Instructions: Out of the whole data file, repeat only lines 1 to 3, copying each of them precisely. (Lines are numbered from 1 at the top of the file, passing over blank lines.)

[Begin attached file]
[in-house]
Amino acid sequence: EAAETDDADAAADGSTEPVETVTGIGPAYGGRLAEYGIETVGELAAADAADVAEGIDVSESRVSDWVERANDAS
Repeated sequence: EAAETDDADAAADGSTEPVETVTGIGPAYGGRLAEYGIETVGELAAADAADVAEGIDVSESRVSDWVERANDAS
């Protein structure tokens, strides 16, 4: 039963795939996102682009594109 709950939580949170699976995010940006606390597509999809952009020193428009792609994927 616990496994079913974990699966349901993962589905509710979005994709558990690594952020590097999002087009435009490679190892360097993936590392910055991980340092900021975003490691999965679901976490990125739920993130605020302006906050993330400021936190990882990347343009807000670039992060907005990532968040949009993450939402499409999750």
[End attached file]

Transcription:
[in-house]
Amino acid sequence: EAAETDDADAAADGSTEPVETVTGIGPAYGGRLAEYGIETVGELAAADAADVAEGIDVSESRVSDWVERANDAS
Repeated sequence: EAAETDDADAAADGSTEPVETVTGIGPAYGGRLAEYGIETVGELAAADAADVAEGIDVSESRVSDWVERANDAS